Birth Records vs. Birth Rates. One may ask why illegitimacy is so similar among immigrants and natives, about one-third for both, when measured in terms of the share of births to unmarried women, but so different when measured in terms of birth rates for unmarried women. This is because a much larger share of native women (ages 15 to 45) are single compared to immigrant women in the same age group. Put simply, a much smaller number of unmarried immigrant women are having a very large number of children. This means
that illegitimacy is much more common among single immigrant women than among single native women. But a smaller fraction of immigrant women are single in the first place, so the overall share of births that are illegitimate for the two groups are similar. In 2003, 37 percent of immigrant women (ages 15 to 45) were
single, compared to 53 percent of native women in the same age group.22
While at first glance differences in illegitimacy as measured by birth rates among single women compared to the share of births that are illegitimate may appear inconsistent, in fact they are not.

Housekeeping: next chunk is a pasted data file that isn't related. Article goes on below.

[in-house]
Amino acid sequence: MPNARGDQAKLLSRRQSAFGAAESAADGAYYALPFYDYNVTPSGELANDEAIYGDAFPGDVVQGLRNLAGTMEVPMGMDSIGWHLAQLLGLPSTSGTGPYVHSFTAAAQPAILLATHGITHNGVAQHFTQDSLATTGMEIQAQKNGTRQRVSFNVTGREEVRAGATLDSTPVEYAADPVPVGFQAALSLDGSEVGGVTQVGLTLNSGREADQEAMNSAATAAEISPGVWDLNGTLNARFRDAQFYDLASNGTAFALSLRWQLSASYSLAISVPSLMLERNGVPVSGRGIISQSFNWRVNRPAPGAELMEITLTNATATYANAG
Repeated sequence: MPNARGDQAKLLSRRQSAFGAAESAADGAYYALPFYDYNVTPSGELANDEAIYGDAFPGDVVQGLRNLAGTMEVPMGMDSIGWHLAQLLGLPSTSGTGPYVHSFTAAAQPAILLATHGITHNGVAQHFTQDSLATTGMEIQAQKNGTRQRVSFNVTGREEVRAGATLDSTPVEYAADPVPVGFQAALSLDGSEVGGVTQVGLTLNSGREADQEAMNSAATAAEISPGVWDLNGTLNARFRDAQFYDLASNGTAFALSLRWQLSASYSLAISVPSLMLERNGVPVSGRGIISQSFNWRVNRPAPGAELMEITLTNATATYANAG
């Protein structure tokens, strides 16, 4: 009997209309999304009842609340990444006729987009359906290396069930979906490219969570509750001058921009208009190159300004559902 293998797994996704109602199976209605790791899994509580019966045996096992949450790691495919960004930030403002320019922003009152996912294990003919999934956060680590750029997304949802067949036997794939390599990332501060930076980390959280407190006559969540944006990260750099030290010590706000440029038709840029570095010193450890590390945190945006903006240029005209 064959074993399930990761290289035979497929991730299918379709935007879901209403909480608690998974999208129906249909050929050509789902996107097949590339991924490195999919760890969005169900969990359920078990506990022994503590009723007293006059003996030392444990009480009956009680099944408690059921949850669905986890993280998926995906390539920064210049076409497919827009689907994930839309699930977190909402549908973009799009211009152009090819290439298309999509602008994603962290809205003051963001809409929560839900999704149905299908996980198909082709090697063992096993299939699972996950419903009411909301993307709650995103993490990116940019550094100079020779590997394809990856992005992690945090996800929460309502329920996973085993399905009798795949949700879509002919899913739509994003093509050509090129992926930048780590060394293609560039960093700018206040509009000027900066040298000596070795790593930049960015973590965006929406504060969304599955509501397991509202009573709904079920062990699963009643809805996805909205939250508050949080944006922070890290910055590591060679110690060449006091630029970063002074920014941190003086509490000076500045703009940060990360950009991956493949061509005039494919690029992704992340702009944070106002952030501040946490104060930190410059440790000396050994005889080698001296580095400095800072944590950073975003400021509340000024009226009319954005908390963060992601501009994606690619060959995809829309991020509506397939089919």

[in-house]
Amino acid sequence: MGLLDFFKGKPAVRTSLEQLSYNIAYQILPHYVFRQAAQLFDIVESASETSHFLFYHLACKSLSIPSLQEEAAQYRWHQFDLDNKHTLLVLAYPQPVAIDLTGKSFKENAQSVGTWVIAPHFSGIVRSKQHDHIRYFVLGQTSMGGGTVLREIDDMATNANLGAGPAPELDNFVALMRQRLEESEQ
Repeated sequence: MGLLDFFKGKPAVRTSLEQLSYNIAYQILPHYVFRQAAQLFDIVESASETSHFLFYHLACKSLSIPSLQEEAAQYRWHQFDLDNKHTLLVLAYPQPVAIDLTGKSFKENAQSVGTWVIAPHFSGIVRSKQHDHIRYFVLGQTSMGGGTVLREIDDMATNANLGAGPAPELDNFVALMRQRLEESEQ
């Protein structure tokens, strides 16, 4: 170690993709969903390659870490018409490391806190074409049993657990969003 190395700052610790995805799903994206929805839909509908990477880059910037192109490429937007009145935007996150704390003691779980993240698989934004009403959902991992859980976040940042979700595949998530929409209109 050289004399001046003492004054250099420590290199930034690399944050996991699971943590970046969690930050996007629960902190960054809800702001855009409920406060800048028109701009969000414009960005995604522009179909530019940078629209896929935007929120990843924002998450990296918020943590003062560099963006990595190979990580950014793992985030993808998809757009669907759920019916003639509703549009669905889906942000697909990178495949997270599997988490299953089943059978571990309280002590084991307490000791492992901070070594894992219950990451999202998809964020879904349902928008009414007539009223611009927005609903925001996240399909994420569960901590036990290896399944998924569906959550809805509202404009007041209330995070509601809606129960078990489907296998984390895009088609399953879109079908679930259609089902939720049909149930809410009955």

Census Bureau Data
Family Structure vs. Illegitimacy. This report has focused on birth certificate records for two reasons: First, as already indicated, birth records count all or virtually all births in the United States. Thus the records do not suffer from the kind of undercount problems associated with the decennial census, the Current Population Survey (CPS), and the American Community Survey (ACS), which are used by most immigration researchers. In its estimates of the foreign-born population, the Pew Hispanic Center estimates that some two million — or about 5 percent — of immigrants are missed by the Census Bureau. Those missed by the Census Bureau are disproportionately the poorest and least-educated people. As we have seen, the less-educated have the highest rates of illegitimacy. Thus looking at illegitimacy or family structure more generally using Census Bureau data tends to understate family breakdown because those missed tend have such problems. The birth data avoid this problem. The second reason we use birth records is that the Census Bureau does not ask about marital status when a child is born. Therefore, such data cannot be used to study illegitimacy.